Preventing Thread Galling

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Thread galling is an unsightly and frustrating fastener problem that causes mated components to stick together or “lock-up.” This process occurs between materials such as stainless steel, aluminum, and titanium where microscopic high points of the thread surfaces rub against each other during tightening or installation. As the friction between these materials builds they can rub through the protective oxide layer and expose the raw material beneath, increasing the chances of a weld or galling that can cause damage to the threads and make it difficult or impossible to remove the components. In severe cases of galling the metals will even fuse together causing them to become permanently locked in place. This condition is referred to as cold welding and it is the reason why preventing thread galling is so important in any assembly.

There are several ways to reduce the risk of thread galling during fastener assembly and installation. One of the simplest is to lubricate the threads before tightening. There are many lubricants available but it is important to consider the end use of the assembly when selecting a lubricant as some may not be appropriate for certain applications for safety reasons. Consult a fastener representative to find lubricants that will provide good lubrication for the application while not negatively impacting the performance of the assembly or compromising its integrity.

Another simple way to avoid thread galling is to slow down the nut or bolt tightening speed. Faster speeds generate more heat on the thread flanks, creating more friction and increasing the chance of galling. When working with lock nuts or prevailing torque locknuts that require high levels of tightening pressure this is especially important.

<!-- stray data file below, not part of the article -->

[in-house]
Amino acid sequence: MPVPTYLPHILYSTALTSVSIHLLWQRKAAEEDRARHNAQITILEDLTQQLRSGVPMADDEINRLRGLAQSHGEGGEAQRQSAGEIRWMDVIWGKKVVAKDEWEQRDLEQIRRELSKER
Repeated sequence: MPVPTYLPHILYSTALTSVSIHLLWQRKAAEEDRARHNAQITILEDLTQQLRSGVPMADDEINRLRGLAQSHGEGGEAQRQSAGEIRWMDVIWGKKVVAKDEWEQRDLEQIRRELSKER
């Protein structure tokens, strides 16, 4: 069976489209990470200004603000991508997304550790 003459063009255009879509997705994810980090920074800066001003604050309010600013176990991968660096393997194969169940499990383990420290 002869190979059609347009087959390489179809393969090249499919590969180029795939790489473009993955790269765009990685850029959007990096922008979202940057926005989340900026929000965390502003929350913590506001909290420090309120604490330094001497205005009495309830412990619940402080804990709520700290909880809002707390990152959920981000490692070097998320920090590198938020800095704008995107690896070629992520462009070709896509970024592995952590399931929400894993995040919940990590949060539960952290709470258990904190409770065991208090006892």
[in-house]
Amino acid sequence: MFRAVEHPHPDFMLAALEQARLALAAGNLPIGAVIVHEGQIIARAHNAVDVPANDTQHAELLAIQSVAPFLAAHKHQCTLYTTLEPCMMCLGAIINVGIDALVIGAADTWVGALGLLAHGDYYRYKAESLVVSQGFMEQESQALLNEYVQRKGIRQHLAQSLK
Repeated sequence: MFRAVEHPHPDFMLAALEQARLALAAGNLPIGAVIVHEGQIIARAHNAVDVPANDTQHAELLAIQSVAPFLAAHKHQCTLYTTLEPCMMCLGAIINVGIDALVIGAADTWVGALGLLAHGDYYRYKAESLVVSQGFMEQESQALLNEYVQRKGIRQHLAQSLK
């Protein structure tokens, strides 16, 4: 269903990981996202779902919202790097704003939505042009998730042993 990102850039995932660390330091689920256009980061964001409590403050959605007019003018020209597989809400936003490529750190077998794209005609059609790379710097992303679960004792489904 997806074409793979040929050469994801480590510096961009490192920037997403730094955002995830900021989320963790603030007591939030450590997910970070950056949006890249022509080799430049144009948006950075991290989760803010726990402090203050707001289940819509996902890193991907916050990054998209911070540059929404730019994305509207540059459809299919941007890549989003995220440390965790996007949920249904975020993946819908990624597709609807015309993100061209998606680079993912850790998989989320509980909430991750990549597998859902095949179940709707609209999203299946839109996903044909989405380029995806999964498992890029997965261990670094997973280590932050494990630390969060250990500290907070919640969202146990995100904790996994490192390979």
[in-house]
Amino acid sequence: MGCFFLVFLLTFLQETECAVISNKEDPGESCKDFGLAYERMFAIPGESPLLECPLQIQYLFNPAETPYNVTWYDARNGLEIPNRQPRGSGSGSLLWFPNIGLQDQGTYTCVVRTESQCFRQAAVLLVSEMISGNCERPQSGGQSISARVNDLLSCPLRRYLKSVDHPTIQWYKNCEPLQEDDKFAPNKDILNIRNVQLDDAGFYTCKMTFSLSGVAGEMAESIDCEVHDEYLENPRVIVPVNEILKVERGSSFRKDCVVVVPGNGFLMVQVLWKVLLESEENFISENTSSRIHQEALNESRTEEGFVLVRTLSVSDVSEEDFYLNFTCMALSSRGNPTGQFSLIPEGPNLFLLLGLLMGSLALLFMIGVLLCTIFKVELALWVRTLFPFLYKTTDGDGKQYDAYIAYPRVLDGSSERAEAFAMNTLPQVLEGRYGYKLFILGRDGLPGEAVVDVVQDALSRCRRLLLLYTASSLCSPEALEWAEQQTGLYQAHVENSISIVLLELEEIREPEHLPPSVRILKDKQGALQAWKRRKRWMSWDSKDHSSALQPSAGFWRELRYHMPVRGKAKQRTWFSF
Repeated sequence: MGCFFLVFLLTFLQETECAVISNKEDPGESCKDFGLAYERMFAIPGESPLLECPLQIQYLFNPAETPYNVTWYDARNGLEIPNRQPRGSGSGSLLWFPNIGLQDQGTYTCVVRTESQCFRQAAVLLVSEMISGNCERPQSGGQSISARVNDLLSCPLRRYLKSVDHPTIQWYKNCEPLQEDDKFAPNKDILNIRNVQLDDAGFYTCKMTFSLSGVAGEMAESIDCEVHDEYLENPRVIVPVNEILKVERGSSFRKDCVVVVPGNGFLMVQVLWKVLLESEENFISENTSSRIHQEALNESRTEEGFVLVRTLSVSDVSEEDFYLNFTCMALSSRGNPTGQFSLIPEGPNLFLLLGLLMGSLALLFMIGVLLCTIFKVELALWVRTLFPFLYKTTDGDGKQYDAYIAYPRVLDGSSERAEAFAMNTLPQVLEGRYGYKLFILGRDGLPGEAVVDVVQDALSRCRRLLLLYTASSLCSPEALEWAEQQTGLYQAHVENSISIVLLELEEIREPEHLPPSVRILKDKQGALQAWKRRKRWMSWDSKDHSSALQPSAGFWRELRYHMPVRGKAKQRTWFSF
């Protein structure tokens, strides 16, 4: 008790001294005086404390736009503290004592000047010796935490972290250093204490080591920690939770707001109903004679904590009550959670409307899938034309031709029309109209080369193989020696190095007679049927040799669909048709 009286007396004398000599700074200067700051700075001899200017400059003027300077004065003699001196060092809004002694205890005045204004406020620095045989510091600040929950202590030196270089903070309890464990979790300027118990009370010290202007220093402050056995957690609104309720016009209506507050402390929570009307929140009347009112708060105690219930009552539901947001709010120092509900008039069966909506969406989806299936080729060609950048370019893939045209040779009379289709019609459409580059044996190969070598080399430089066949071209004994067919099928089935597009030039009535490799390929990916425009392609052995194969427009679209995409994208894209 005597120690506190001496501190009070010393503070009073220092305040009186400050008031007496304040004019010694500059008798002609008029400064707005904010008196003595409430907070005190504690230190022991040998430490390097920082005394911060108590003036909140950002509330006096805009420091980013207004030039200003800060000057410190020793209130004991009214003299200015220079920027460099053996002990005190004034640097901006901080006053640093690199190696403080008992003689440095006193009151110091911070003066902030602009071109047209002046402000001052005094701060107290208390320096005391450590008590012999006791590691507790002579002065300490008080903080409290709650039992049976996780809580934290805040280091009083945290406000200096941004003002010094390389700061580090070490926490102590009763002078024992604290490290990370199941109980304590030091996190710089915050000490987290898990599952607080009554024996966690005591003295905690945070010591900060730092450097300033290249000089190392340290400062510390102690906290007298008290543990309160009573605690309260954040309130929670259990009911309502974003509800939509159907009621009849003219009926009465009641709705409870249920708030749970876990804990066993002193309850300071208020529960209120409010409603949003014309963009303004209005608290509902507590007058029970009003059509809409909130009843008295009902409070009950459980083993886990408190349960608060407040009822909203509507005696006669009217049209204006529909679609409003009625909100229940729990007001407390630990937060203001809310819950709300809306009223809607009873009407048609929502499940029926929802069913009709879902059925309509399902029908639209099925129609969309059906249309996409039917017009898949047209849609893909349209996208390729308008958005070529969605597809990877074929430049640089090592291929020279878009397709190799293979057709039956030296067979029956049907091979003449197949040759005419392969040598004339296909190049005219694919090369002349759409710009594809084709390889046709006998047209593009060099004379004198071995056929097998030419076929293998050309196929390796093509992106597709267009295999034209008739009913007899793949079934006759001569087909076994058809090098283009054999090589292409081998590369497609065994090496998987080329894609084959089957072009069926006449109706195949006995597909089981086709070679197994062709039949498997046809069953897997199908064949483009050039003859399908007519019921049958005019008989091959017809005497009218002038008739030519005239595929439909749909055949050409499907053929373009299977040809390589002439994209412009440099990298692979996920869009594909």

Cleaning the threads of a fastener before use can also greatly decrease its chances for galling as well. Debris and grit in the threads can increase friction between mating surfaces and contribute to galling. It is also a good idea to inspect the threads for signs of damage like nicks and dents that could also contribute to galling.

It is also a good idea to apply an anti-seize compound on the threads of a fastener prior to installation. This type of lubricant is designed specifically to prevent galling by providing a barrier between the fastener and the material it contacts, allowing them to slide past each other with minimal friction or heat. Most hardware stores carry anti-seize compounds in a variety of different formulations that are designed for the environment where they will be used.

In addition to lubricating and slowing down the installation process, the most effective way to prevent galling is to choose the right combination of fasteners for an assembly. For instance, choosing a softer metal such as aluminum or titanium can help reduce the risk of galling since they have lower hardness ratings than harder materials such as stainless steel. If this is not possible consulting a fastener representative can help select materials with a comparable hardness rating that are less likely to gall with each other.

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